As I feel as with bullying, employees who bully (in general; or in the workplace), must not feel very good about themselves. I feel secure enough in myself, (I genuinely like myself as a person), so I would not engage in these tactics. I have seen so much "nonsense", as I call it in my working career thus far. Game playing, you name it. It really makes me wonder what is going on? One former boss in particular, would weasel their way out of doing just about anything. They were paid enormously well, knew just how to manipulate people working them to somehow do their job, and make themselves look good in the process. They took pleasure in holding you back; not letting you ever get ahead. Gave their staff a hard time when it came to time off, but they would take a month off to travel overseas.

As I said before, there was an agenda. They were all about themselves. But the good news is, that after they left the company, all was discovered, along with many other infractions, and they would not be allowed to return to the company. I have said this before, and truly, truly, believe it, "what goes around, comes around", This person was very much disliked and consistently used big words to make everyone around them, seem as if they were stupid; and they were superior - please! What a way to go through life!.

When I had a 'not so nice' boss (in general), I actually felt like I didn't want to do my work, and well while I had to, didn't care because I wasn't being supported or heard. Which is not good for the company you work for, or for yourself especially if you are one who takes pride in their work. You often end up leaving your position (transferring to another department), getting another job, etc...what a hassle. When I've had bosses who actually listened, cared, and supported me I did better work and in general felt good about myself and the work I was doing. Makes sense, right? I wish more women would think about the way they act and treat others. It would be so much easier, and more pleasant. Working is hard in itself, and to go to work everyday, and not be listened to or supported really stinks. So, after all is said and done, it really is better to be kind, understanding, and actually listen to your co-workers. So much good and so much more can come of it. I know when I was in charge of being the boss of other women, I always paid attention, cared for them, and was understanding and never set them up for failure. I hope again in the future, I do have a women boss, and I hope she will show me the same respect as I would show her.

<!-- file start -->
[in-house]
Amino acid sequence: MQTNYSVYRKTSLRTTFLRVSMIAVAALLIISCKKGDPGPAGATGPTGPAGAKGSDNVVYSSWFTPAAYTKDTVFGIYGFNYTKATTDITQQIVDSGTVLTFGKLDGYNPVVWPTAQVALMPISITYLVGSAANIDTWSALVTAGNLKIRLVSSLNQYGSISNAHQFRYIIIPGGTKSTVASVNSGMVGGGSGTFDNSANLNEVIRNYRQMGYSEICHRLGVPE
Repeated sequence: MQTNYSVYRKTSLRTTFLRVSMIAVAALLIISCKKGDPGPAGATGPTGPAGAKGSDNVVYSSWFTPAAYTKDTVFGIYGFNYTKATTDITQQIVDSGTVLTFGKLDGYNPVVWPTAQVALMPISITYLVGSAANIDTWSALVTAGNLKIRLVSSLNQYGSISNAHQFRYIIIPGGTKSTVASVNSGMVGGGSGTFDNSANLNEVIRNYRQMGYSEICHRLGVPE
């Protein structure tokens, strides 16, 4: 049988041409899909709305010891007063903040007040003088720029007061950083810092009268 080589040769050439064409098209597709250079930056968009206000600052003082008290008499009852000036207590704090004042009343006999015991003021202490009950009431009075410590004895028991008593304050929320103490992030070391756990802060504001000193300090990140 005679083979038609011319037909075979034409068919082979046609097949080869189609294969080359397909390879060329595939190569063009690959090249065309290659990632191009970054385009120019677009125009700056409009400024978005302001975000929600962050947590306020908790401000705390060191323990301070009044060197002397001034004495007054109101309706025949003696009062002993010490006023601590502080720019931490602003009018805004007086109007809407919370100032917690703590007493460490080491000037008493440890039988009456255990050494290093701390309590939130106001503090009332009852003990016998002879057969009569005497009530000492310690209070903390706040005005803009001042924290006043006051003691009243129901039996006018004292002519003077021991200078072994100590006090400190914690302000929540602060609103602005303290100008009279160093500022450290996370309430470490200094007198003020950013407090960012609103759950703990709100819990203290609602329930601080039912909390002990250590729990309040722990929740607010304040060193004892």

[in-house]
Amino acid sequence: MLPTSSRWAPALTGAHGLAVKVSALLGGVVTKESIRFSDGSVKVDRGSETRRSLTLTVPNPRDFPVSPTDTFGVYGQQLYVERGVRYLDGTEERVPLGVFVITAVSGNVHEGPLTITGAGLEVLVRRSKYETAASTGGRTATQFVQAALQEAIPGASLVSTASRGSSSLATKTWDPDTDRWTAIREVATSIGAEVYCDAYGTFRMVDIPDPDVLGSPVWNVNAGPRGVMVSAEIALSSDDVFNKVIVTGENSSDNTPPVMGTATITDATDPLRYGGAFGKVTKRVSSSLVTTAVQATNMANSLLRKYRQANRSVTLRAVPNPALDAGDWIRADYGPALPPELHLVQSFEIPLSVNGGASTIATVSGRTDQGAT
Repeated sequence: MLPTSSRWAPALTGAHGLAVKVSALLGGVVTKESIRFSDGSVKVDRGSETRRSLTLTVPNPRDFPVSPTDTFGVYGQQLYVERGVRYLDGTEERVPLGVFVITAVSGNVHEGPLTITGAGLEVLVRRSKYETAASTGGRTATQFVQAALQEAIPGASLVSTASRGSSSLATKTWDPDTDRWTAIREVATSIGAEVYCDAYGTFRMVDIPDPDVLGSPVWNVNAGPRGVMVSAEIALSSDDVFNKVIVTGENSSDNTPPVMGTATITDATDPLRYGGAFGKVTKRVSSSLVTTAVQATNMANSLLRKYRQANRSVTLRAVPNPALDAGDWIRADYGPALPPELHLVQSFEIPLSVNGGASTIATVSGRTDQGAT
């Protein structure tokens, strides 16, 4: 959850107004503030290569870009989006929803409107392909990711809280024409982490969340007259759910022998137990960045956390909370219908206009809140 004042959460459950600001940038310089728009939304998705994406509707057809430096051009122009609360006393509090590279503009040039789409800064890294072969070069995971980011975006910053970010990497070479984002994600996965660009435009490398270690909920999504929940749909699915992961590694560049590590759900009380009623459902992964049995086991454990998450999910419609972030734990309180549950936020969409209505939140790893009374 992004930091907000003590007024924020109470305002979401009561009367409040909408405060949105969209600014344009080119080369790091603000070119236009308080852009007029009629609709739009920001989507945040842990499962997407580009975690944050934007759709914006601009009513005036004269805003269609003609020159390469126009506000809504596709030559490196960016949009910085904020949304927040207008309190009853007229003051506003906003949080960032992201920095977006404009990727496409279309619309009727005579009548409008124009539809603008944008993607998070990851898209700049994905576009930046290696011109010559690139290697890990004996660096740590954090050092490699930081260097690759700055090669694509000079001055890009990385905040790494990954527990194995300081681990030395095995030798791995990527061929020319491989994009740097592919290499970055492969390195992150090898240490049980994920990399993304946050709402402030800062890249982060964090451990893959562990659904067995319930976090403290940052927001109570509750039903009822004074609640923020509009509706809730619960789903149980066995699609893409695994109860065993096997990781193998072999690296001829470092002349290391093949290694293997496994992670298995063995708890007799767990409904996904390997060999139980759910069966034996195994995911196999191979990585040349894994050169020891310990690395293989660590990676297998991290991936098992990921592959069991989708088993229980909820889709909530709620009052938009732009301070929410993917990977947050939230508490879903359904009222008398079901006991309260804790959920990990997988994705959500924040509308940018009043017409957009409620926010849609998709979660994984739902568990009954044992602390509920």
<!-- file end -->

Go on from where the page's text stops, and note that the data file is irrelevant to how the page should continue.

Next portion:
Our newsletter that womansplains the week
5min read
Featured

The G-spot Exists Even When Junk Science Tries To Con Women Into Thinking It Doesn’t

Yes, there is a G-spot. Of course there's a G-spot. There's always been a G-spot. And while we're on the subject, it's not a spot. It's not a little button or dot. It's an area. While we're on the subject, we really should rename it all together. A man “discovered it." Uh, huh. And he named it after himself. Of course. But I digress. The point is, the G-spot very much exists.